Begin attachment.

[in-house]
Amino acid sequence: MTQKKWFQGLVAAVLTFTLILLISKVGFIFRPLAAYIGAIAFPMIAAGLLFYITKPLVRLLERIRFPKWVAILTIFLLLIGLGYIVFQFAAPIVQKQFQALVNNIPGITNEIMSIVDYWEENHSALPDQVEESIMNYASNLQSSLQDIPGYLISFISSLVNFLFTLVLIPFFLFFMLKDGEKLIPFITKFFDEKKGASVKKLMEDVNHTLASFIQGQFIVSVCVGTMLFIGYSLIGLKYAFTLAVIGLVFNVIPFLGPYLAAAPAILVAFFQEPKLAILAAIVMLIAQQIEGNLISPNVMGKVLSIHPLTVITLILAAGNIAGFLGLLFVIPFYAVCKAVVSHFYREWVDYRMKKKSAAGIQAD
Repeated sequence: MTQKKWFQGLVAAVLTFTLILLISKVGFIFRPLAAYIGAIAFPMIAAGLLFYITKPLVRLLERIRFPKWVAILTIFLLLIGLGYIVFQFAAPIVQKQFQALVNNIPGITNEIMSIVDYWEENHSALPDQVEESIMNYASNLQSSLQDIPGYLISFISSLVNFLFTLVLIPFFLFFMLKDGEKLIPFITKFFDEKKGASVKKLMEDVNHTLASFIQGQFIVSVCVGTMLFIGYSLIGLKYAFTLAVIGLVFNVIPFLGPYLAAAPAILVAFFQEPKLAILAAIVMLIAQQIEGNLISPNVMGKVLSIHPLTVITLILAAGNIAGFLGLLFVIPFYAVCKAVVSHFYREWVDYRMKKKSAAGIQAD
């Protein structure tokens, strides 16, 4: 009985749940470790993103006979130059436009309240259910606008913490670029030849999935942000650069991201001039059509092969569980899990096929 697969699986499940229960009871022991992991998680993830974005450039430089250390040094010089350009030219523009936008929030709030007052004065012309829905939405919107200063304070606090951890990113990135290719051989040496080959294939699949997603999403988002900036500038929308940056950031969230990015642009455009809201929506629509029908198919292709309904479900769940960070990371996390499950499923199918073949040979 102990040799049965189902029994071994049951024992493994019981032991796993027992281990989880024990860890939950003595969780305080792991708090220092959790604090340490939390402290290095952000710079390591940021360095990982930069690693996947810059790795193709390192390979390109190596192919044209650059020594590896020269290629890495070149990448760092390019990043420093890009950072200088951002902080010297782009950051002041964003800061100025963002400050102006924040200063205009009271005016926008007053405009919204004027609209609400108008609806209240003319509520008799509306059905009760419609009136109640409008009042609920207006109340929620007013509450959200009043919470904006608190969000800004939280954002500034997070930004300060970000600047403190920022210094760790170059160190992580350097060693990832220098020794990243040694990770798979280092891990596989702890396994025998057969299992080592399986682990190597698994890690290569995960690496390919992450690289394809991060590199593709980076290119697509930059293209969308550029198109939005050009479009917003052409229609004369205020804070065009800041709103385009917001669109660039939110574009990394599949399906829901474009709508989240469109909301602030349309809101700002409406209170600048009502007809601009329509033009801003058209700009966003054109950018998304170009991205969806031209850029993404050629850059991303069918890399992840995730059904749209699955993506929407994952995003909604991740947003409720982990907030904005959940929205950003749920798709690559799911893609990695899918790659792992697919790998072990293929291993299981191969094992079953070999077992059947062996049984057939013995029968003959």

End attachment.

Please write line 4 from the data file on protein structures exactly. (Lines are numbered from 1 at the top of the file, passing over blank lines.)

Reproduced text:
């Protein structure tokens, strides 16, 4: 009985749940470790993103006979130059436009309240259910606008913490670029030849999935942000650069991201001039059509092969569980899990096929 697969699986499940229960009871022991992991998680993830974005450039430089250390040094010089350009030219523009936008929030709030007052004065012309829905939405919107200063304070606090951890990113990135290719051989040496080959294939699949997603999403988002900036500038929308940056950031969230990015642009455009809201929506629509029908198919292709309904479900769940960070990371996390499950499923199918073949040979 102990040799049965189902029994071994049951024992493994019981032991796993027992281990989880024990860890939950003595969780305080792991708090220092959790604090340490939390402290290095952000710079390591940021360095990982930069690693996947810059790795193709390192390979390109190596192919044209650059020594590896020269290629890495070149990448760092390019990043420093890009950072200088951002902080010297782009950051002041964003800061100025963002400050102006924040200063205009009271005016926008007053405009919204004027609209609400108008609806209240003319509520008799509306059905009760419609009136109640409008009042609920207006109340929620007013509450959200009043919470904006608190969000800004939280954002500034997070930004300060970000600047403190920022210094760790170059160190992580350097060693990832220098020794990243040694990770798979280092891990596989702890396994025998057969299992080592399986682990190597698994890690290569995960690496390919992450690289394809991060590199593709980076290119697509930059293209969308550029198109939005050009479009917003052409229609004369205020804070065009800041709103385009917001669109660039939110574009990394599949399906829901474009709508989240469109909301602030349309809101700002409406209170600048009502007809601009329509033009801003058209700009966003054109950018998304170009991205969806031209850029993404050629850059991303069918890399992840995730059904749209699955993506929407994952995003909604991740947003409720982990907030904005959940929205950003749920798709690559799911893609990695899918790659792992697919790998072990293929291993299981191969094992079953070999077992059947062996049984057939013995029968003959």